Acute Pain: Considerations in Geriatric Patients

JULY 26, 2016
Laura Rhodes, PharmD, and Ashley Branham, PharmD, BCACP
Acute pain is the body’s normal response to noxious stimuli. Acute pain typically lasts for days to weeks, but it may last for months during the healing process.1,2 Because pain is a highly subjective experience, it is important for a thorough assessment to be conducted to determine the cause of pain and the most appropriate course of treatment. A pain management plan should consider the assessment of pain and all pertinent patient factors, as well as drug and nondrug measures that can be employed to relieve a patient’s pain. When a medication is selected to treat pain in a geriatric patient, factors that should be considered include drug metabolism mechanism, renal or kidney function, concomitant medical conditions, and social history, including the potential for drug abuse or history of addiction. If an assessment takes place in a community pharmacy setting, it is important to consider when a patient may require referral to a health care provider for a more in-depth acute pain evaluation.3,4
 
Assessment of Pain
The assessment of pain requires a multidimensional approach by clinicians because pain can present in many different ways and can affect patients physically and psychologically. A patient’s report of pain, in his or her own words, is the most reliable indicator of pain. A thorough pain assessment should inquire about the characteristics of the pain, past and current management strategies, medical history, family history, psychosocial concerns, and the patient’s goals and expectations for pain management. Characteristics of pain may include location and distribution, duration and periodicity, quality, and associated signs or symptoms.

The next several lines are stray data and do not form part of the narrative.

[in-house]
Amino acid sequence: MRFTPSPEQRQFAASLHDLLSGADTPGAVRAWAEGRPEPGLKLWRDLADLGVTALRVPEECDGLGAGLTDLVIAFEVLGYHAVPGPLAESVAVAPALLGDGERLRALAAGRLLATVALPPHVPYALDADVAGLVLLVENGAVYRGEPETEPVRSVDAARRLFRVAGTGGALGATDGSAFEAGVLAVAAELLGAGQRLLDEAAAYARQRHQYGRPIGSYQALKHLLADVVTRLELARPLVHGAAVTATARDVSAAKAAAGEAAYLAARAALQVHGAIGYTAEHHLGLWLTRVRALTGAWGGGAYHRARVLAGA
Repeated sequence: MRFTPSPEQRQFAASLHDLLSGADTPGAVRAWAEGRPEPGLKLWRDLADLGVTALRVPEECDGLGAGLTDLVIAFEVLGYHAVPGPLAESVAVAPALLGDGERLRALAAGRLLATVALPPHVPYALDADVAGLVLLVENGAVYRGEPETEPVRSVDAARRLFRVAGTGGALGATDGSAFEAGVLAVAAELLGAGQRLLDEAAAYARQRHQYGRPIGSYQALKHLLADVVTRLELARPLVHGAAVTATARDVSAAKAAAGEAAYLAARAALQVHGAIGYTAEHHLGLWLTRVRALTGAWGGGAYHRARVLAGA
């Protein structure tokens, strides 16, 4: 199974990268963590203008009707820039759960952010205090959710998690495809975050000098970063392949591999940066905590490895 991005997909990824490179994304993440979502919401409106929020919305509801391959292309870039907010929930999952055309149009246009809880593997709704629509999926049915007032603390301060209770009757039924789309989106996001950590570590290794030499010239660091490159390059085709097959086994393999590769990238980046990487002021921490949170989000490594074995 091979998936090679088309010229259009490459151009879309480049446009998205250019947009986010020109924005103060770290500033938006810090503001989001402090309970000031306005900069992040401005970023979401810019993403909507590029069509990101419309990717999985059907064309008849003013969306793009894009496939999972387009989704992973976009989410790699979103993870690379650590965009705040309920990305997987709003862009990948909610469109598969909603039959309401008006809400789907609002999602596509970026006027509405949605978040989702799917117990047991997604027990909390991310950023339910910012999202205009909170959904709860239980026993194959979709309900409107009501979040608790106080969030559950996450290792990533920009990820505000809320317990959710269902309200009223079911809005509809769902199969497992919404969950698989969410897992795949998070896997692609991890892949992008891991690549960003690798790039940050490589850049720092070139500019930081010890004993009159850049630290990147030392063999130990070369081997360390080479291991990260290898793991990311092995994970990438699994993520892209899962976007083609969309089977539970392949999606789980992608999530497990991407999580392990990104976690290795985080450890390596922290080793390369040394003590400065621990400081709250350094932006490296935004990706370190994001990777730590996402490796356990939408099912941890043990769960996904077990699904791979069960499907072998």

Pain may be assessed using a unidimensional or multidimensional tool. Unidimensional scales are useful for a quick measurement of the intensity of an individual’s pain. The most common unidimensional pain assessment tools are the numeric rating scale, the visual rating scale, or a categorical rating scale. The Table5-7 provides illustrations of unidimensional pain assessment tools. Because of potential “oversimplification of the pain problem” when using only unidimensional pain assessment tools, experts often prefer to use a multidimensional pain assessment tool. Multidimensional tools offer the advantage of providing information on characteristics of pain, in addition to pain intensity. They may be provided in a visual, verbal, or written format. Examples of multidimensional assessment tools include the initial pain assessment tool, a brief pain inventory, the McGill pain questionnaire, a memorial pain assessment card, and a pain drawing.
 


Elderly patients, in particular, may have difficulty articulating an accurate description of their pain for several reasons. It is common for this population of patients to underreport their pain due to fear, cultural factors, or stoicism. Changes in the patterns of an individual’s activities of daily living, such as walking or participating in social activities, may be an indicator of unrelieved pain. Elderly patients should be assessed for hearing, vision, or verbal impairments that may affect the assessment technique. When assessing pain in elderly patients, ensure that enough time has been allocated to perform a thorough assessment and that the tool selected is amendable to the needs of the patient.4,8


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